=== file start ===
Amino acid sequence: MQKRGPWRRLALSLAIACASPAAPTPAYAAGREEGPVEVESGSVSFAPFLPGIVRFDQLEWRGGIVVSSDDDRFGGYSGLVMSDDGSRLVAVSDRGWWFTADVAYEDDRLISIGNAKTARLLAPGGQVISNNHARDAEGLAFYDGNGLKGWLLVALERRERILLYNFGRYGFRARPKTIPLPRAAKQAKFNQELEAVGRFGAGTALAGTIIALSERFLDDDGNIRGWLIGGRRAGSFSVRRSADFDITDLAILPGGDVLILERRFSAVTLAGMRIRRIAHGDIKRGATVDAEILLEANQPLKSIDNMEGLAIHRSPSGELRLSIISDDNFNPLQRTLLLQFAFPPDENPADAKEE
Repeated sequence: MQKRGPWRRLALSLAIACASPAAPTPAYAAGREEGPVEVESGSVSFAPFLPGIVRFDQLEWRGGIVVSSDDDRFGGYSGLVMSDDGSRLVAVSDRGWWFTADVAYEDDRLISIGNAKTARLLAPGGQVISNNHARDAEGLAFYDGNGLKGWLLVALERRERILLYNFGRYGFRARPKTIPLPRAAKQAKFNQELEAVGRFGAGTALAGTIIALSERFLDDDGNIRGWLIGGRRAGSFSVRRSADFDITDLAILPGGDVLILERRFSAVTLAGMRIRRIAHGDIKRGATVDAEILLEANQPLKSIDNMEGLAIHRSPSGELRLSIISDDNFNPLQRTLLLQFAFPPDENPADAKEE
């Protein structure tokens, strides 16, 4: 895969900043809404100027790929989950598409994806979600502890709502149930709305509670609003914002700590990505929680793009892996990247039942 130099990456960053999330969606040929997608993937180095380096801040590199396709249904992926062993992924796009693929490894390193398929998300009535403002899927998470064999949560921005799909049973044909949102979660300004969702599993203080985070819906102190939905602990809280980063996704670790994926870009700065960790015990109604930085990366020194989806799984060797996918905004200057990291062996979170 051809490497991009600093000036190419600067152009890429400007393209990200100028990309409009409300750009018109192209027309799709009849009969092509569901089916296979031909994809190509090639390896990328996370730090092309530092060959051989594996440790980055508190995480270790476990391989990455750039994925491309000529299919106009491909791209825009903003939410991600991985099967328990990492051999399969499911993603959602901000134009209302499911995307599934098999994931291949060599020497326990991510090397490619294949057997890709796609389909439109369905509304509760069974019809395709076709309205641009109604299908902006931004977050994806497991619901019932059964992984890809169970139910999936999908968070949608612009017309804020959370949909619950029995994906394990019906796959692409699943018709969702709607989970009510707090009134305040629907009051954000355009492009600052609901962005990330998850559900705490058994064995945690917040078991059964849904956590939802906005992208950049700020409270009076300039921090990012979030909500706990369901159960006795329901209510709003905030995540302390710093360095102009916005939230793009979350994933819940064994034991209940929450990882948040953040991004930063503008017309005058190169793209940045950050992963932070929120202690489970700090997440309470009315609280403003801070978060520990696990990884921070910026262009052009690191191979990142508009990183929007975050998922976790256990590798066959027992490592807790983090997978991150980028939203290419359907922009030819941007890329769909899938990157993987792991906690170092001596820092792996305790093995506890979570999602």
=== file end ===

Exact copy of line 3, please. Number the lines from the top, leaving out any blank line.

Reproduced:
């Protein structure tokens, strides 16, 4: 895969900043809404100027790929989950598409994806979600502890709502149930709305509670609003914002700590990505929680793009892996990247039942 130099990456960053999330969606040929997608993937180095380096801040590199396709249904992926062993992924796009693929490894390193398929998300009535403002899927998470064999949560921005799909049973044909949102979660300004969702599993203080985070819906102190939905602990809280980063996704670790994926870009700065960790015990109604930085990366020194989806799984060797996918905004200057990291062996979170 051809490497991009600093000036190419600067152009890429400007393209990200100028990309409009409300750009018109192209027309799709009849009969092509569901089916296979031909994809190509090639390896990328996370730090092309530092060959051989594996440790980055508190995480270790476990391989990455750039994925491309000529299919106009491909791209825009903003939410991600991985099967328990990492051999399969499911993603959602901000134009209302499911995307599934098999994931291949060599020497326990991510090397490619294949057997890709796609389909439109369905509304509760069974019809395709076709309205641009109604299908902006931004977050994806497991619901019932059964992984890809169970139910999936999908968070949608612009017309804020959370949909619950029995994906394990019906796959692409699943018709969702709607989970009510707090009134305040629907009051954000355009492009600052609901962005990330998850559900705490058994064995945690917040078991059964849904956590939802906005992208950049700020409270009076300039921090990012979030909500706990369901159960006795329901209510709003905030995540302390710093360095102009916005939230793009979350994933819940064994034991209940929450990882948040953040991004930063503008017309005058190169793209940045950050992963932070929120202690489970700090997440309470009315609280403003801070978060520990696990990884921070910026262009052009690191191979990142508009990183929007975050998922976790256990590798066959027992490592807790983090997978991150980028939203290419359907922009030819941007890329769909899938990157993987792991906690170092001596820092792996305790093995506890979570999602």